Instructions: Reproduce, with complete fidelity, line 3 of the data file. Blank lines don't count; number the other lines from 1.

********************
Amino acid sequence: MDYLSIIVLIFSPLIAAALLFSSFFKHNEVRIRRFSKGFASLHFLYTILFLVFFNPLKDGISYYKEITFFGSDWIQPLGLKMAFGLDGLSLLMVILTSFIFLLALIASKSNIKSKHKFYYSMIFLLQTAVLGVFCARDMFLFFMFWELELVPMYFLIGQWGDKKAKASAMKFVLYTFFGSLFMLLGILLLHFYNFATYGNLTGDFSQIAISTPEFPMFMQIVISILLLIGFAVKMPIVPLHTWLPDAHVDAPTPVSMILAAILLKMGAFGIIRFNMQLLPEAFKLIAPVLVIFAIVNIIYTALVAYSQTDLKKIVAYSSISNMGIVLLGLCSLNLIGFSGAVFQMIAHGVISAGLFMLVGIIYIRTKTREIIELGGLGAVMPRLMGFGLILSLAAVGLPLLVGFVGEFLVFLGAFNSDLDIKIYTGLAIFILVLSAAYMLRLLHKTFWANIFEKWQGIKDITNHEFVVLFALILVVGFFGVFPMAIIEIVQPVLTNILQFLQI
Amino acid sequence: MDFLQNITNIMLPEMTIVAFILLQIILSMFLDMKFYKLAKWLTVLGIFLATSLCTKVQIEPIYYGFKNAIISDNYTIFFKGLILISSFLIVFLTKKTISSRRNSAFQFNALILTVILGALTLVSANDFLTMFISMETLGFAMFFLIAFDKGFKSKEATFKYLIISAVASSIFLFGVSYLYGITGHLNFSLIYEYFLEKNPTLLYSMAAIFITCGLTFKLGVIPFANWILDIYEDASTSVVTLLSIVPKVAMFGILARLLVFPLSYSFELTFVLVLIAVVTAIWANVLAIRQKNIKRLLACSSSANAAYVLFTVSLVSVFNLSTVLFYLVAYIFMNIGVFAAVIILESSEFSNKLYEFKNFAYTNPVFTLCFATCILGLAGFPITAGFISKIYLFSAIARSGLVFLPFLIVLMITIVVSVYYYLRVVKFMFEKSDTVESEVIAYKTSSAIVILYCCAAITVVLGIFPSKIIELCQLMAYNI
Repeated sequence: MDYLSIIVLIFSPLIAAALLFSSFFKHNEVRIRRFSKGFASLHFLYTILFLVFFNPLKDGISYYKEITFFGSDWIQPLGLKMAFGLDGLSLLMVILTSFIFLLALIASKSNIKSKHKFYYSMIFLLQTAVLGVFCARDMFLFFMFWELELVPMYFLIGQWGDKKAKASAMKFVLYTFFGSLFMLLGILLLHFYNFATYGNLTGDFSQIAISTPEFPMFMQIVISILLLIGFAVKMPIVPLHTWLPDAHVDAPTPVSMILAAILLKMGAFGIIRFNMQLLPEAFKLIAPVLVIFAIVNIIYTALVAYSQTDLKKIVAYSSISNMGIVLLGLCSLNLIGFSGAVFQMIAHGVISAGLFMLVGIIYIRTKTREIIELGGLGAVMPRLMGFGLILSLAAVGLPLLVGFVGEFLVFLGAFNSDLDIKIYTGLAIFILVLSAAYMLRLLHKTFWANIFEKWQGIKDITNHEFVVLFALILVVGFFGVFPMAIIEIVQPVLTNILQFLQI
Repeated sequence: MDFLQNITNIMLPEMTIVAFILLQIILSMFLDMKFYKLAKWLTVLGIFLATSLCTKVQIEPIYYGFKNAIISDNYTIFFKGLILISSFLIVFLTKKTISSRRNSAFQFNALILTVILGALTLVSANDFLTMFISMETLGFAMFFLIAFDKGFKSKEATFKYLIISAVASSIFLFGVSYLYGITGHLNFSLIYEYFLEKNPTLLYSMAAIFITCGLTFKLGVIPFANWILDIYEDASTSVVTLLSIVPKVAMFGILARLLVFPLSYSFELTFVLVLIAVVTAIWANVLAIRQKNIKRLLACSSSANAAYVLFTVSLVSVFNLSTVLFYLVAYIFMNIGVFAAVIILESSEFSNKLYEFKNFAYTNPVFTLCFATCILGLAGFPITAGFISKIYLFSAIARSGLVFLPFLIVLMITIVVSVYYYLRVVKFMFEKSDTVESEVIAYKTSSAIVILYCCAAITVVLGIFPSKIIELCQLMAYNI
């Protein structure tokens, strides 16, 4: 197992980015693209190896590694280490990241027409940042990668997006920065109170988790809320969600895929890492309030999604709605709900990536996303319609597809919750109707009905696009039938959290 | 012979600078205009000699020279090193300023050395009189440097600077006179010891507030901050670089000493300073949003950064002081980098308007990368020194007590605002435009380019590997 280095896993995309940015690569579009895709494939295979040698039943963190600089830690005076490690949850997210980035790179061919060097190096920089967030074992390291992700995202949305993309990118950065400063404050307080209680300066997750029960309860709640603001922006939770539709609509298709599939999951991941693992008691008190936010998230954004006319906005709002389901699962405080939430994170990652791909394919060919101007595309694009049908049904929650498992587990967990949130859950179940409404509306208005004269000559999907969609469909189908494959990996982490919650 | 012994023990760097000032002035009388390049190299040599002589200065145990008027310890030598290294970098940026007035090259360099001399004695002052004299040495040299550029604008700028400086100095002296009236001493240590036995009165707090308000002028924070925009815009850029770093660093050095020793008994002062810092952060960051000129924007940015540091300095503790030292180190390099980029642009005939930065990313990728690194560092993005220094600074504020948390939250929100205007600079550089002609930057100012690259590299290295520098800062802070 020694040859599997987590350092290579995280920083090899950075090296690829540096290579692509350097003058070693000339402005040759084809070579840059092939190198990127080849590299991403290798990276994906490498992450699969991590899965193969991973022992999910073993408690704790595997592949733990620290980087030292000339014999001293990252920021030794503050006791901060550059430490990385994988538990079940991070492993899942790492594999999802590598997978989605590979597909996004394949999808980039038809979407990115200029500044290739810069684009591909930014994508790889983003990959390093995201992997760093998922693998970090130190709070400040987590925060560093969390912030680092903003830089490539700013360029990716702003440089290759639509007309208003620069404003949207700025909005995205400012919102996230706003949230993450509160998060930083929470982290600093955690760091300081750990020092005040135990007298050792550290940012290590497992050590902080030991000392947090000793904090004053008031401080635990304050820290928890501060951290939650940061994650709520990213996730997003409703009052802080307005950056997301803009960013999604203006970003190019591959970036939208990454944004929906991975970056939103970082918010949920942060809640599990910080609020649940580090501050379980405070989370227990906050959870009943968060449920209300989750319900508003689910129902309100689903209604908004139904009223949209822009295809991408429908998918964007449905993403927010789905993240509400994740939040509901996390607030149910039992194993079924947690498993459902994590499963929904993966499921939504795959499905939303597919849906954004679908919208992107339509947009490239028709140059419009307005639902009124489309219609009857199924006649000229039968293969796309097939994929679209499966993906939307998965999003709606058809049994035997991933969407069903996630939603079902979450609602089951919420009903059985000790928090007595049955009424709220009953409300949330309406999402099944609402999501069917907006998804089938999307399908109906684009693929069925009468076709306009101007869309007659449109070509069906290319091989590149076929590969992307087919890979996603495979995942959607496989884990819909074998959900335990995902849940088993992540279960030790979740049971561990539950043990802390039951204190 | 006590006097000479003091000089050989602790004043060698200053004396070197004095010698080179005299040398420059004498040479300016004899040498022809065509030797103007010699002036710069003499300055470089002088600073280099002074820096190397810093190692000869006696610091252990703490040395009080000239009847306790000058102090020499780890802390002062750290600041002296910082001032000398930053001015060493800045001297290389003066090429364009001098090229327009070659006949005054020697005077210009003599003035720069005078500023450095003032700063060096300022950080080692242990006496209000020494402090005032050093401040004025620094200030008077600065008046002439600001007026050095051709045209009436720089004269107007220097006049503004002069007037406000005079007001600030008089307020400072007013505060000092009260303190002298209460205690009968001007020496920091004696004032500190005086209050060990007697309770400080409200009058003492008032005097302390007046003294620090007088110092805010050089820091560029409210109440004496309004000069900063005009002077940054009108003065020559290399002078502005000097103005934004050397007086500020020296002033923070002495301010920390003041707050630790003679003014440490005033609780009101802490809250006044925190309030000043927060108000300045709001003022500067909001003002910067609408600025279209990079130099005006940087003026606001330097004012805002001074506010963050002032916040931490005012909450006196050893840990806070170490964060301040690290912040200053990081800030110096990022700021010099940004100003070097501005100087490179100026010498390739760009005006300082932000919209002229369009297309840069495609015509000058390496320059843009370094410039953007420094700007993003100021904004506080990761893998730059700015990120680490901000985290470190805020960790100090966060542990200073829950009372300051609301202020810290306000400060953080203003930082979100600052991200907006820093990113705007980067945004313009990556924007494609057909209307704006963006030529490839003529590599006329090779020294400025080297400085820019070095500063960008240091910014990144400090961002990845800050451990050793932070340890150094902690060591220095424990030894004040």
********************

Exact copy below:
Repeated sequence: MDYLSIIVLIFSPLIAAALLFSSFFKHNEVRIRRFSKGFASLHFLYTILFLVFFNPLKDGISYYKEITFFGSDWIQPLGLKMAFGLDGLSLLMVILTSFIFLLALIASKSNIKSKHKFYYSMIFLLQTAVLGVFCARDMFLFFMFWELELVPMYFLIGQWGDKKAKASAMKFVLYTFFGSLFMLLGILLLHFYNFATYGNLTGDFSQIAISTPEFPMFMQIVISILLLIGFAVKMPIVPLHTWLPDAHVDAPTPVSMILAAILLKMGAFGIIRFNMQLLPEAFKLIAPVLVIFAIVNIIYTALVAYSQTDLKKIVAYSSISNMGIVLLGLCSLNLIGFSGAVFQMIAHGVISAGLFMLVGIIYIRTKTREIIELGGLGAVMPRLMGFGLILSLAAVGLPLLVGFVGEFLVFLGAFNSDLDIKIYTGLAIFILVLSAAYMLRLLHKTFWANIFEKWQGIKDITNHEFVVLFALILVVGFFGVFPMAIIEIVQPVLTNILQFLQI